I learned so many things from the book about the life of this mathematician which were not represented in the movie. Of course, it is natural that when a movie is based on a book, so many details from the book has to be omitted from the book in order to fit the story into a short video. However, missing these details from the John Nash's life story makes it so incomplete. Therefore, I'm glad that I found the book.

Among so many things, I thought it is worth highlighting some interesting facts about this interesting man which I couldn't find in the movie. Let's start with some dark aspects.

(1) The movie tells us how Nash found Alicia, how they fall in love and build their family. The missing piece is that Nash had a love life before meeting Alicia. For a while,  Nash lived together with a girl called Eleanor and they had a son too. After their son was born, Nash refused to marry Eleanor and even refused to pay for the child support when she tried to take legal action. Nash's mother tried so hard to prevent her son from doing this terrible mistake but she failed. Nash later met a student called Alicia and got married to her. Eleanor even went to meet Alicia to prevent this marriage but still, Alicia didn't care.

(2) During the time when Nash was working for a defense research institution, he was arrested by police once with the charges of "indecent exposure" in a men's bathroom. Due to this incident, his security clearance was canceled making him unable to work on defense projects. It is still not clear whether Nash was gay. At some points, while he was a Ph.D. student, his behavior indicates like he had some kind of affection for male students. However, still, it is difficult to confirm.

(3) During the Korean wartime, US Government drafted young American men to go to war. Nash was on the list of compulsory military draft and it was clear that he has to join military very soon. He used his personal and family connections to remove his name from the list while some of his unfortunate Princeton colleagues had to go to war. Just imagine how many brilliant young men the war must have taken away. The move taken by Nash spared his life even though the way he did it was not right.

(4) Nash was so determined to win a mathematical prize somehow and for that, he was supposed to publish in an American journal. He first submitted his paper to Acta Mathematica, a prestigious Swedish mathematical journal and right after getting the acceptance with comments, he immediately withdrew the paper and submitted to American Journal of Mathematics. Swedish reviewers were so outraged by Nash's unprofessional behavior.

Having said so many negative aspects of this brilliant man, I still find amazing things in this person. Among so many other things, this is the most fascinating thing about John Nash. Even though he was suffering from the mental illness called Schizophrenia, which caused him to see delusions and hear voices, he believed in something which is even sane people fail to recognize as a wonderful idea.

Nash believed that there is an incoming Alien Invasion to the Earth. He thought that he can figure out how the Aliens are going to do it by decoding secret messages. His idea was that the whole world should unite and fight back. He tried to convince his fellows, high profile members of the government and many others about this invasion but nobody believed him. Being unable to convince others, finally, he left the US and traveled to Switzerland. There he visited the US embassy in Switzerland and attempted to rip off his passport in front of the officials. He said that he no longer an American citizen but a World Citizen. Although this idea was never accepted and he was deported back to the US, I find this an awesome idea.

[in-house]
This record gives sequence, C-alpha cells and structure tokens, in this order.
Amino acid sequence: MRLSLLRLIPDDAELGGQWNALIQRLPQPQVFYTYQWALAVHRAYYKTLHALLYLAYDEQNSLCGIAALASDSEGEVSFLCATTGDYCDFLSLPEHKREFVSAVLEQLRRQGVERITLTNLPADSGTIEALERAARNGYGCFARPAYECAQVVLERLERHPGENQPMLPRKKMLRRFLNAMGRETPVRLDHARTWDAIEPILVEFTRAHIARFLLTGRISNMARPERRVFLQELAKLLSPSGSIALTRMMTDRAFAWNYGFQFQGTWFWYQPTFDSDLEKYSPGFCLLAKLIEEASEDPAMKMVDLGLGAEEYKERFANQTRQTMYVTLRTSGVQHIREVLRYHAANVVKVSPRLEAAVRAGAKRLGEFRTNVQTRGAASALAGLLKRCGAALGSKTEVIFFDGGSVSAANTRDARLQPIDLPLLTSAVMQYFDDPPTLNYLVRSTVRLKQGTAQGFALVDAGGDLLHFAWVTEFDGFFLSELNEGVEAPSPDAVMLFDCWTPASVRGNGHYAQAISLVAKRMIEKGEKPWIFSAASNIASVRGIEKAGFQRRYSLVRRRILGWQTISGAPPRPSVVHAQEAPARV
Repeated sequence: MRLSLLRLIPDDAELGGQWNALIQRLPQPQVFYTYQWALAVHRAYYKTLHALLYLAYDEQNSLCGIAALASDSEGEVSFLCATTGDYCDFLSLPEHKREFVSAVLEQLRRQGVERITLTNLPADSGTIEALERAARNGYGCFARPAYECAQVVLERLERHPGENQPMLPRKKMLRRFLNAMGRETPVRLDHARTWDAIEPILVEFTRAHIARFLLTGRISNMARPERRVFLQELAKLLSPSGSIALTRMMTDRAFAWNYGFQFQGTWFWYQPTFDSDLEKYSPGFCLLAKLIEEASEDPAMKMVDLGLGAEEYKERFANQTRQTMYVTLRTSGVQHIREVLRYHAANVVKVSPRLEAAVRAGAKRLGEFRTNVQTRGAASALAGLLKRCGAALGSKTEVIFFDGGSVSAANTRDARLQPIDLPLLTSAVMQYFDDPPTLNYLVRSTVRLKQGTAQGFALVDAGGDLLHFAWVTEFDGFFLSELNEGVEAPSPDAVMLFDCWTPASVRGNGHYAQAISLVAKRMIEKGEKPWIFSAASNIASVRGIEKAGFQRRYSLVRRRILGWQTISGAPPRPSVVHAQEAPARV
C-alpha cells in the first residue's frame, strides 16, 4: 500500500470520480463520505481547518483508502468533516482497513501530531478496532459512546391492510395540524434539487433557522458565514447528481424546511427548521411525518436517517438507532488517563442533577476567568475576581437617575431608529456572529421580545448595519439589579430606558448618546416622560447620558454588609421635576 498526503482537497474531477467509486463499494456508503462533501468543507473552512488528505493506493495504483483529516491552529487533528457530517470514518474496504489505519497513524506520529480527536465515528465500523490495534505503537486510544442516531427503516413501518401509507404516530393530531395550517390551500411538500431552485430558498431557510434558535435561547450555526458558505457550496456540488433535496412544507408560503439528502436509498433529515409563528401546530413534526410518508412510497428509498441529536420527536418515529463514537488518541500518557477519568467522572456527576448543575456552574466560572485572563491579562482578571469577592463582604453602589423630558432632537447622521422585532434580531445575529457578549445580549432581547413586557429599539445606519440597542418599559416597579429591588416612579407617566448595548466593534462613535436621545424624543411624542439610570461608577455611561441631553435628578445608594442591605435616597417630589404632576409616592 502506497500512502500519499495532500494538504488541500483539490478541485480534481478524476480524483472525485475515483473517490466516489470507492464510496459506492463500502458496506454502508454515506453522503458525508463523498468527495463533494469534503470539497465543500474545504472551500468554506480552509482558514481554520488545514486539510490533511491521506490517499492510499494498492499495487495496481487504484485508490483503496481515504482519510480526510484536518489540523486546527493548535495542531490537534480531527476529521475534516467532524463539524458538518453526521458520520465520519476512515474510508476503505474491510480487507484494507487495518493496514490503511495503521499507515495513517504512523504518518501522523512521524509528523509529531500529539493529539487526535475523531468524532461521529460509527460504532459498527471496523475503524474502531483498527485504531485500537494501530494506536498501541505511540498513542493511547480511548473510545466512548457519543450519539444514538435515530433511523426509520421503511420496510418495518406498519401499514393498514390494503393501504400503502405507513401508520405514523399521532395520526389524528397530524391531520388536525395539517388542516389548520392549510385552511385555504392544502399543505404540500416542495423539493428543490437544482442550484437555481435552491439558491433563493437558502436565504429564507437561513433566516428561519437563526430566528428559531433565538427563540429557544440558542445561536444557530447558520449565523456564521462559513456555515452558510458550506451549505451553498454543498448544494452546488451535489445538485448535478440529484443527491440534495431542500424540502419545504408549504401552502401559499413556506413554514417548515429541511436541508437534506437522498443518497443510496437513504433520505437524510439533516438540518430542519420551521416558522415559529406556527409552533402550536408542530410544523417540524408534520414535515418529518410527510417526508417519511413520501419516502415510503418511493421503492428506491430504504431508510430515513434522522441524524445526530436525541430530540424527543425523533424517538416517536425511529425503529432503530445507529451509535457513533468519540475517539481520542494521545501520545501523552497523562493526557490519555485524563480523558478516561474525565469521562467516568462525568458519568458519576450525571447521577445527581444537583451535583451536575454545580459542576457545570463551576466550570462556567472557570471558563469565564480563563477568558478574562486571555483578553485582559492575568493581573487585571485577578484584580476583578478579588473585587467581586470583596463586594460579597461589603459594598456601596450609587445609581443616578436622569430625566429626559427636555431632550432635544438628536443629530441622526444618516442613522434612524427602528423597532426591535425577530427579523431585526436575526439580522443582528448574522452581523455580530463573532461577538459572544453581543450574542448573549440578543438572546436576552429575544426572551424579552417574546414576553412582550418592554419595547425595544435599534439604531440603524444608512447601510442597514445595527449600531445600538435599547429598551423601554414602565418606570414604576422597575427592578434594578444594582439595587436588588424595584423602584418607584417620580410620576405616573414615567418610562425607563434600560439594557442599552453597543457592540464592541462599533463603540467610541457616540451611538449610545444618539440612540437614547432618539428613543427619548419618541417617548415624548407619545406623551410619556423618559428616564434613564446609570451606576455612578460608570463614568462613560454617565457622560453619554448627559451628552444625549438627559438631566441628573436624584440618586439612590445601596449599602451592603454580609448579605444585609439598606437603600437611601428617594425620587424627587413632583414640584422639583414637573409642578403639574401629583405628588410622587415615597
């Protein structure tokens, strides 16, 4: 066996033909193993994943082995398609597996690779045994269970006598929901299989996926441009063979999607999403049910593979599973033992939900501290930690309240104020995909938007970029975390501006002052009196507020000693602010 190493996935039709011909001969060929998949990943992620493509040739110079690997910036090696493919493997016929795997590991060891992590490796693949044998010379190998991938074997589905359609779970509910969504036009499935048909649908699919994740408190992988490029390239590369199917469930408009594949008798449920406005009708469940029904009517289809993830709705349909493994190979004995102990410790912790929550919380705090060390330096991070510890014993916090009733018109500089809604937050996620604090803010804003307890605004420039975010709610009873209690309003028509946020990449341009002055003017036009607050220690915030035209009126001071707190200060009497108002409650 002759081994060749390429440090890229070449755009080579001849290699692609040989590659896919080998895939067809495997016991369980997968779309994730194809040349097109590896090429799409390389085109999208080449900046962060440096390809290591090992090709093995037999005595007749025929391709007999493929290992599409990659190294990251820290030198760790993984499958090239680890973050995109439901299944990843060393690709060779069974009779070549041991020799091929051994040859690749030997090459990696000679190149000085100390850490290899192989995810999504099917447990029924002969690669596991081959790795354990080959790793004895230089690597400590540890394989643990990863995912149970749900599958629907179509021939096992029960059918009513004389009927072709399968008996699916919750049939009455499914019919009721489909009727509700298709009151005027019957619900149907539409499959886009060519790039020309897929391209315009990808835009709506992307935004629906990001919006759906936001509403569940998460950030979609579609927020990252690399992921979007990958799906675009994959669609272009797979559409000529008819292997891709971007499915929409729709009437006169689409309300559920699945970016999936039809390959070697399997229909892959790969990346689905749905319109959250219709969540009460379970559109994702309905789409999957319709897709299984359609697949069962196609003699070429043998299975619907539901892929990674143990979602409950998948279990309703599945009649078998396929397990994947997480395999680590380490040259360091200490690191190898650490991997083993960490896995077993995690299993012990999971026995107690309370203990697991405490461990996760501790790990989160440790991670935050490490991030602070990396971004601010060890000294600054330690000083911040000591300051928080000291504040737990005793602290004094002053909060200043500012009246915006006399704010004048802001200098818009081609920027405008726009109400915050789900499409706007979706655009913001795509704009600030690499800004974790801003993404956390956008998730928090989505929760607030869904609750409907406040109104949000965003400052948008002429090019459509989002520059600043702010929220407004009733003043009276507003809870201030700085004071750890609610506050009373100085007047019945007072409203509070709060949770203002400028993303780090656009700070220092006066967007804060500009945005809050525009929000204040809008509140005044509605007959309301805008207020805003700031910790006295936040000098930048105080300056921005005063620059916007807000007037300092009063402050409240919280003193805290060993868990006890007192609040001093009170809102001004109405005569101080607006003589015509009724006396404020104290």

Do we have to be insane to think that these divisions among human race are not going to help us in any way?

~**********~

## Wednesday, November 8, 2017

### Diving into FAT file system with a Hex Editor

In this post, I'm going to explore a disk image which contains a FAT32 partition completely using a hex editor. This exploration provides an important insight on how FAT file system works. The disk image I'm using for this is a 100MB long file which can be download from here. SHA1 hash value of the file is as follows.

d665dd4454f9b7fc91852d1ac8eb01a8f42ed6be

(1) First of all, we open this disk image using Okteta. Here's the first 512 bytes which is the first sector of the disk looks like. That means this is the Master Boot Record (MBR). We can see distinguishable features of the MBR here. The very first thing to spot is that the last two bytes located at the offset 0x01FE of this sector contains the value 0x55AA.

 First sector of the image which is the MBR
(2) In order to find the files stored in this disk image, we need to first locate the FAT partition. To locate FAT partition we have to find it by reading the partition table inside MBR properly. By looking at the structure of the MBR, we can see that partition table takes 64 bytes long area at the end of the partition right before the last two bytes signature. To make our life easier, let's just copy partition table and paste into a new tab in Okteta.

 Partition table which is 64 bytes long
(3) Once again, a glance at the structure of a partition table entry tells us that an entry in the table is 16 bytes long and the whole table is 64 bytes long. That means it can accommodate up to 4 partition entries. Empty partition entries are filled with zeros. Now, when we look at the partition table that we just extracted from our image, we can see that there's only one partition entry there. Following is that entry.

00202100 0BBE320C 00080000 00180300